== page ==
Hijacking in the Mediterranean – The Five Cases of Malta
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Gozitan author, Charles Daniel Saliba, has released his latest book, ‘Hijacking in the Mediterranean. The Five Cases of Malta.’ The book is printed by BDL Publishing and is in Hardcover format with a total of 168 pages.
From 1970 to 2000, there were, on average, two aircraft hijackings every month somewhere in the world, with the Mediterranean area being a particular hotbed. Most were committed to extract a ransom for political or personal ends, but it was from these fertile seedbeds that the modern idea of using a stolen aircraft as a suicide missile grew. Although hijackings are much rarer now, their consequences are disproportionately greater. The fear of hijack is ubiquitous at every level from individual passenger to nation-state, so that analysis of these earlier hijacks, which seem almost innocent now, is vital to our understanding of the motives and mechanisms of hijacks, helping us to prevent or defend ourselves against them.
This book supplies this analysis by concentrating on five hijacked aircraft, all of which landed at Malta’s Luqa International Airport, right at the heart of the Mediterranean. They were:
* Flight KL 861, Amsterdam -Tokyo, KLM Royal Dutch Airlines, 25 November 1973
* Flight LN 642, Houn -Tripoli, Libyan Arab Airlines, 16 October 1979
* Flight LN 484, Sebha -Tripoli, Libyan Arab Airlines, 20 February 1983
* Flight MS 648, Athens -Cairo, EgyptAir, 23 November 1985
* Flight KM 830, Malta – Istanbul, Air Malta, 10 June 1997
The original aim was to find out why certain areas in and around the Mediterranean are more prone to hijacking than others, but on researching the thousands of words written and spoken about these hijacks, the author found that most accounts were either false or incomplete, so made it his first object to discover and reveal the truth, using published sources, oral interviews, contemporary newspapers, reports, television programmes, discussions with security experts, police reports, procès-verbaux, court reports from experts, press releases and official correspondence.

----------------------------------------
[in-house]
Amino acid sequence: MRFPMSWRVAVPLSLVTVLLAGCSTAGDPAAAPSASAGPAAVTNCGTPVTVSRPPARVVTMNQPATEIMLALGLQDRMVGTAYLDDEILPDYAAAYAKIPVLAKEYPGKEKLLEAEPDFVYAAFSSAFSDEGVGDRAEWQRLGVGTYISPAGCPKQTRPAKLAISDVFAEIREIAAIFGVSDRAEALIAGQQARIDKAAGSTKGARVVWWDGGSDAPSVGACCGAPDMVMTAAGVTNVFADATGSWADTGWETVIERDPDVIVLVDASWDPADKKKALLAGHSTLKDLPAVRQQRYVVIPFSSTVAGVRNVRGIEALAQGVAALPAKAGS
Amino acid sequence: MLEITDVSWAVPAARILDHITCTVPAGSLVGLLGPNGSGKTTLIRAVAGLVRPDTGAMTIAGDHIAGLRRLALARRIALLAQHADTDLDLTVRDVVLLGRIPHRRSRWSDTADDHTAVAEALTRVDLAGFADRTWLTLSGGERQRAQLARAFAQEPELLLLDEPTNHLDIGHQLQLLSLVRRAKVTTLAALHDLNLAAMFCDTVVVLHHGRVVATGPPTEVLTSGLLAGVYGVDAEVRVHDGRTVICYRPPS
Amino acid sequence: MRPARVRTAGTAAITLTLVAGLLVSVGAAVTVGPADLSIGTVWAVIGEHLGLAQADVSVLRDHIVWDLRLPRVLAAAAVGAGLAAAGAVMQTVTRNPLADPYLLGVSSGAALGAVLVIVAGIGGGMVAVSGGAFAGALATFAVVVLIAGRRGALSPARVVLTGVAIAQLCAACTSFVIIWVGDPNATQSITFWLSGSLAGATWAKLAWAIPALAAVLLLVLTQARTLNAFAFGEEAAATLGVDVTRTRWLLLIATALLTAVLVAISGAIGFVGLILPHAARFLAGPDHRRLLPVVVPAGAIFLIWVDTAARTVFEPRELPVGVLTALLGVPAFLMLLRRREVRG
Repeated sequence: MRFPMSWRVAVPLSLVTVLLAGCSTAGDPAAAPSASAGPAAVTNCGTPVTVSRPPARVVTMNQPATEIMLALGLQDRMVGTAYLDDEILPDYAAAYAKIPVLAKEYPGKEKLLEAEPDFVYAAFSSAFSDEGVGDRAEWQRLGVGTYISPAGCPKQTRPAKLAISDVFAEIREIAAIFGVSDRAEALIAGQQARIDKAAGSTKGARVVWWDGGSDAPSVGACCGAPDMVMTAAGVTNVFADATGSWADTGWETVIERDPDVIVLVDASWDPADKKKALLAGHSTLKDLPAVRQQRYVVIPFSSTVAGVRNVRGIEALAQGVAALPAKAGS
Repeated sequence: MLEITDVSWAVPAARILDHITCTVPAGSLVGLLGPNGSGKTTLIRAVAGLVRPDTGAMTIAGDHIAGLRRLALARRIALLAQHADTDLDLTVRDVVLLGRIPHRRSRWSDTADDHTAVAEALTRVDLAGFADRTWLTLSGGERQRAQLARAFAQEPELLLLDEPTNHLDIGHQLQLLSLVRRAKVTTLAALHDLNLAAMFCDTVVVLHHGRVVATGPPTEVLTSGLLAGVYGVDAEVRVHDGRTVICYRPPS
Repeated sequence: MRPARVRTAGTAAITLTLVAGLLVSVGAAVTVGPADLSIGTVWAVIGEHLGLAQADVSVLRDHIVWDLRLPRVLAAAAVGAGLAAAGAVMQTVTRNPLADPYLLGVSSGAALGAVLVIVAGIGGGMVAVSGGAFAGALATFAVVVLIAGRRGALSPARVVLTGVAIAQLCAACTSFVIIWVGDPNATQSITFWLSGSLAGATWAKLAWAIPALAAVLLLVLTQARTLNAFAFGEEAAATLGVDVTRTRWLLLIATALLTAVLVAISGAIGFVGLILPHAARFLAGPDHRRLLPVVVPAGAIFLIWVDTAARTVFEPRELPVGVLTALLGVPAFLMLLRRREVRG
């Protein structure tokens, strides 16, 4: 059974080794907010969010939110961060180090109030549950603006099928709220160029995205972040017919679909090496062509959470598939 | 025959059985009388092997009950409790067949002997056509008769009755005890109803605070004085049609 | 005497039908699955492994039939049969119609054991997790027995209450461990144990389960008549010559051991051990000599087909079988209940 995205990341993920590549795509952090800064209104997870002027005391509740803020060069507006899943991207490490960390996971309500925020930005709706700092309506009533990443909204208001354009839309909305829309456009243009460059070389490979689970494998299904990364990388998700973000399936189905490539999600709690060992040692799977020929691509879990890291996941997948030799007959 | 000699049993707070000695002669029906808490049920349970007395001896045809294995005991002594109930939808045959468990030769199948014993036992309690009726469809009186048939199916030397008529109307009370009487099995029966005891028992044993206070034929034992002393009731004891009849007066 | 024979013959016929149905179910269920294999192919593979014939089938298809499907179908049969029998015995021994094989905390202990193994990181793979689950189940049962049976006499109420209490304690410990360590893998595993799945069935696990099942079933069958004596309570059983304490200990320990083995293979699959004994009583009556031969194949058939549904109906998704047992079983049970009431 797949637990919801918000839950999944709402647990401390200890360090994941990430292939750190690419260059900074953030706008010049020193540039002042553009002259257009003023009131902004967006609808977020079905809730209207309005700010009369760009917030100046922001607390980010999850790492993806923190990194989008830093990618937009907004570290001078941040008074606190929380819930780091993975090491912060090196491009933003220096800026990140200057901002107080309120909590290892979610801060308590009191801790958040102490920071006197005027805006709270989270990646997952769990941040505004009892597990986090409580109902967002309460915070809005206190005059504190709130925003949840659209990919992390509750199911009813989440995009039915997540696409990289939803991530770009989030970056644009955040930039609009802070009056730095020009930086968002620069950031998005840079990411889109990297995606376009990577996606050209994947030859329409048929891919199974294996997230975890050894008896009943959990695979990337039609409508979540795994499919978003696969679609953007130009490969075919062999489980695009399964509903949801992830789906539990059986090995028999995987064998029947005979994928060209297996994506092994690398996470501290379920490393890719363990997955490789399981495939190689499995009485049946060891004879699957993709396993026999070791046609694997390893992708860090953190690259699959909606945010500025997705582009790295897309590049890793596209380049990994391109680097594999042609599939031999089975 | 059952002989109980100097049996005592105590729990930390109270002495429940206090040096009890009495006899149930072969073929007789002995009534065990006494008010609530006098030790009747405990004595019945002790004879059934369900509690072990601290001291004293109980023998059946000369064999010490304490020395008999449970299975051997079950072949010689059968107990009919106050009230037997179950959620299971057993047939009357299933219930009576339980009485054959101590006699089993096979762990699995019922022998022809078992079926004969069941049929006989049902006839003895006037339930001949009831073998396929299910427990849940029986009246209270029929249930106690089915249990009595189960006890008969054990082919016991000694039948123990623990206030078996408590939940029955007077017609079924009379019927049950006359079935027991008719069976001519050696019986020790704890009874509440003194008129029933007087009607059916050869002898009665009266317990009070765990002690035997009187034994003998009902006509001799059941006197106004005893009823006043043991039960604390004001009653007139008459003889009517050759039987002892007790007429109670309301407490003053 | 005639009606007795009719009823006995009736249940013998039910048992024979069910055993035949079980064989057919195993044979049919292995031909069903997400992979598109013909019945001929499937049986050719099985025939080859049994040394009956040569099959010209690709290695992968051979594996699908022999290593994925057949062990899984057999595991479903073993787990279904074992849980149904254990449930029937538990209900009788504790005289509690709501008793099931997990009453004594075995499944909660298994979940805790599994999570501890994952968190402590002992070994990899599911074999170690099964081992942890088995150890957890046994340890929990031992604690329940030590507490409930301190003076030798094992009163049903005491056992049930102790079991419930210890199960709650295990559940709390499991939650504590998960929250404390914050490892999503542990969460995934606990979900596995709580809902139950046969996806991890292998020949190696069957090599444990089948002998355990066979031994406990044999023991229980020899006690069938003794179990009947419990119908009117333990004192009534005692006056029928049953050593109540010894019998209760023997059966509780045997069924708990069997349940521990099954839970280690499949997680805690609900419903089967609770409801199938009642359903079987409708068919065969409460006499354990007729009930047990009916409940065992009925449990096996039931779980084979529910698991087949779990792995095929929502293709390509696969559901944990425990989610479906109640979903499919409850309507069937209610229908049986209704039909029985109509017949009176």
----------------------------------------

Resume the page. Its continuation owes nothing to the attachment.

Armed with this knowledge, he set out to prove that security and stability in the Mediterranean, and thus in Europe, cannot be achieved unless regional security problems are addressed.
There is an accurate account of each hijack from peaceful takeoff right through to the end of the drama, and each is analysed in the light of the contemporary regional problems that motivated the hijackers. The author also reflects on the changes in the Mediterranean region that have led to the fall in the number of hijackings.
There is an extra thread running through the book on the extraordinary accomplishment of Dom Mintoff, Prime Minister of the newly independent Malta, who personally negotiated the successful conclusions of three of the five hijacks with no loss of life at all.